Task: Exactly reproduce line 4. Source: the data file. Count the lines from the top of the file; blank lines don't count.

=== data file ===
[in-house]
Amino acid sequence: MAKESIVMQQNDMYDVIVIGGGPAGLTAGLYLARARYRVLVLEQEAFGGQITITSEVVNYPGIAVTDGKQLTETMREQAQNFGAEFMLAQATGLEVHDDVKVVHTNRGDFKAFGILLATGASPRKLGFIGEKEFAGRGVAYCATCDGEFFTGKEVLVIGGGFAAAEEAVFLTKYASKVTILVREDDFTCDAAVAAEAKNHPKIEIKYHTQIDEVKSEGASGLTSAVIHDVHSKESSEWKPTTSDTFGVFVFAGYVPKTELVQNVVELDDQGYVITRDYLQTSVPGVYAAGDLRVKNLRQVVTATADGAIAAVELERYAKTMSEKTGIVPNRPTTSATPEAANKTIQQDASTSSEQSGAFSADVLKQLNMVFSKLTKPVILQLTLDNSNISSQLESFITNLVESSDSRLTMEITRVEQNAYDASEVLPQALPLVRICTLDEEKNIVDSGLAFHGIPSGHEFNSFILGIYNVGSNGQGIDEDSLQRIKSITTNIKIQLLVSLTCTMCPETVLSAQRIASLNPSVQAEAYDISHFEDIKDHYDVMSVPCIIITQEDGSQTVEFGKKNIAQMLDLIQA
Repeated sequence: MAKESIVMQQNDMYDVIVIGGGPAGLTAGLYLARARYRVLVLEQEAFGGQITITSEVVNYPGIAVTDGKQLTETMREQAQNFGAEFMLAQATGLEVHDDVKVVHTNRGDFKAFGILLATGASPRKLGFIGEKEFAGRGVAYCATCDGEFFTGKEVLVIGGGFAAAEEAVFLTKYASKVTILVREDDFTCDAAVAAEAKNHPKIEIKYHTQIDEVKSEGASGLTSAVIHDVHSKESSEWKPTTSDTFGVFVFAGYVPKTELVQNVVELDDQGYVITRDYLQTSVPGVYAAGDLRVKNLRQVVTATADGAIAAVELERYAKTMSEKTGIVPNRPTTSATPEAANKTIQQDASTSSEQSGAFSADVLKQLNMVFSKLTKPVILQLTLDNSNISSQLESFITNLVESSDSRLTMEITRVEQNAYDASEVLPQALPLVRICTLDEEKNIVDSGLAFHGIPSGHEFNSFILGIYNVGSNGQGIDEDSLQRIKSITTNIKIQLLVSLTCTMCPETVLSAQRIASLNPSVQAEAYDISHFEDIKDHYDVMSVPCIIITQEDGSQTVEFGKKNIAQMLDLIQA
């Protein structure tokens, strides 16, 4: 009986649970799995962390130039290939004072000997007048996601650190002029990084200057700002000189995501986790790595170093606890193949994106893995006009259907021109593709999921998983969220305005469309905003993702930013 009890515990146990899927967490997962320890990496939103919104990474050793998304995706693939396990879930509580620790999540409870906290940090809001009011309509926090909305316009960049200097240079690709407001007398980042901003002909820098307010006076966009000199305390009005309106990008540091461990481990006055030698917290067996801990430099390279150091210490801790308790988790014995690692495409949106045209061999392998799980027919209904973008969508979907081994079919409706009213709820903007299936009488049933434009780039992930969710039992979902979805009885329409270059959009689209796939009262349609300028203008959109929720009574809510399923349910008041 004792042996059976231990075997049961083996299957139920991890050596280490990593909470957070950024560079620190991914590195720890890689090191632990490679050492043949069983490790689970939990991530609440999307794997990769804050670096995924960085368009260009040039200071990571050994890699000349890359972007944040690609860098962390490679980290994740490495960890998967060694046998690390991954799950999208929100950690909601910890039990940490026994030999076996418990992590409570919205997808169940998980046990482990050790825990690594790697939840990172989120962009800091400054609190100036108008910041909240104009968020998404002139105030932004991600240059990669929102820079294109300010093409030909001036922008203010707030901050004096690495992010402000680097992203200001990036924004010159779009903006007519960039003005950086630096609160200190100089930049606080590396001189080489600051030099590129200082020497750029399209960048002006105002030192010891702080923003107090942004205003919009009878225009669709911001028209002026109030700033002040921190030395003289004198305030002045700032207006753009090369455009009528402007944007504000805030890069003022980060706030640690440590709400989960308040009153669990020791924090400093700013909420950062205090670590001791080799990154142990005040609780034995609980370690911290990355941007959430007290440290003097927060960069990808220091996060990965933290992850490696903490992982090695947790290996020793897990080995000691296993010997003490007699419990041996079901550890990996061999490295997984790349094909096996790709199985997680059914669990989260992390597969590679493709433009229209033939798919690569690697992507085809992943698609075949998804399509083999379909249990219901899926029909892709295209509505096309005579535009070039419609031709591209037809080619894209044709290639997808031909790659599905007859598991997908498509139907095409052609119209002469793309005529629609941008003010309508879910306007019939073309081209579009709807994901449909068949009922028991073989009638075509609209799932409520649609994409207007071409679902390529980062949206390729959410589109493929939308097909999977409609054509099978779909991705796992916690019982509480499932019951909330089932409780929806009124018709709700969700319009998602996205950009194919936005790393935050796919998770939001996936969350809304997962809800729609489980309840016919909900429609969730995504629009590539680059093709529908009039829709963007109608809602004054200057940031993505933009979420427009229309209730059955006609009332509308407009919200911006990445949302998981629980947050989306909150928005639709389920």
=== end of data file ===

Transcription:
């Protein structure tokens, strides 16, 4: 009986649970799995962390130039290939004072000997007048996601650190002029990084200057700002000189995501986790790595170093606890193949994106893995006009259907021109593709999921998983969220305005469309905003993702930013 009890515990146990899927967490997962320890990496939103919104990474050793998304995706693939396990879930509580620790999540409870906290940090809001009011309509926090909305316009960049200097240079690709407001007398980042901003002909820098307010006076966009000199305390009005309106990008540091461990481990006055030698917290067996801990430099390279150091210490801790308790988790014995690692495409949106045209061999392998799980027919209904973008969508979907081994079919409706009213709820903007299936009488049933434009780039992930969710039992979902979805009885329409270059959009689209796939009262349609300028203008959109929720009574809510399923349910008041 004792042996059976231990075997049961083996299957139920991890050596280490990593909470957070950024560079620190991914590195720890890689090191632990490679050492043949069983490790689970939990991530609440999307794997990769804050670096995924960085368009260009040039200071990571050994890699000349890359972007944040690609860098962390490679980290994740490495960890998967060694046998690390991954799950999208929100950690909601910890039990940490026994030999076996418990992590409570919205997808169940998980046990482990050790825990690594790697939840990172989120962009800091400054609190100036108008910041909240104009968020998404002139105030932004991600240059990669929102820079294109300010093409030909001036922008203010707030901050004096690495992010402000680097992203200001990036924004010159779009903006007519960039003005950086630096609160200190100089930049606080590396001189080489600051030099590129200082020497750029399209960048002006105002030192010891702080923003107090942004205003919009009878225009669709911001028209002026109030700033002040921190030395003289004198305030002045700032207006753009090369455009009528402007944007504000805030890069003022980060706030640690440590709400989960308040009153669990020791924090400093700013909420950062205090670590001791080799990154142990005040609780034995609980370690911290990355941007959430007290440290003097927060960069990808220091996060990965933290992850490696903490992982090695947790290996020793897990080995000691296993010997003490007699419990041996079901550890990996061999490295997984790349094909096996790709199985997680059914669990989260992390597969590679493709433009229209033939798919690569690697992507085809992943698609075949998804399509083999379909249990219901899926029909892709295209509505096309005579535009070039419609031709591209037809080619894209044709290639997808031909790659599905007859598991997908498509139907095409052609119209002469793309005529629609941008003010309508879910306007019939073309081209579009709807994901449909068949009922028991073989009638075509609209799932409520649609994409207007071409679902390529980062949206390729959410589109493929939308097909999977409609054509099978779909991705796992916690019982509480499932019951909330089932409780929806009124018709709700969700319009998602996205950009194919936005790393935050796919998770939001996936969350809304997962809800729609489980309840016919909900429609969730995504629009590539680059093709529908009039829709963007109608809602004054200057940031993505933009979420427009229309209730059955006609009332509308407009919200911006990445949302998981629980947050989306909150928005639709389920």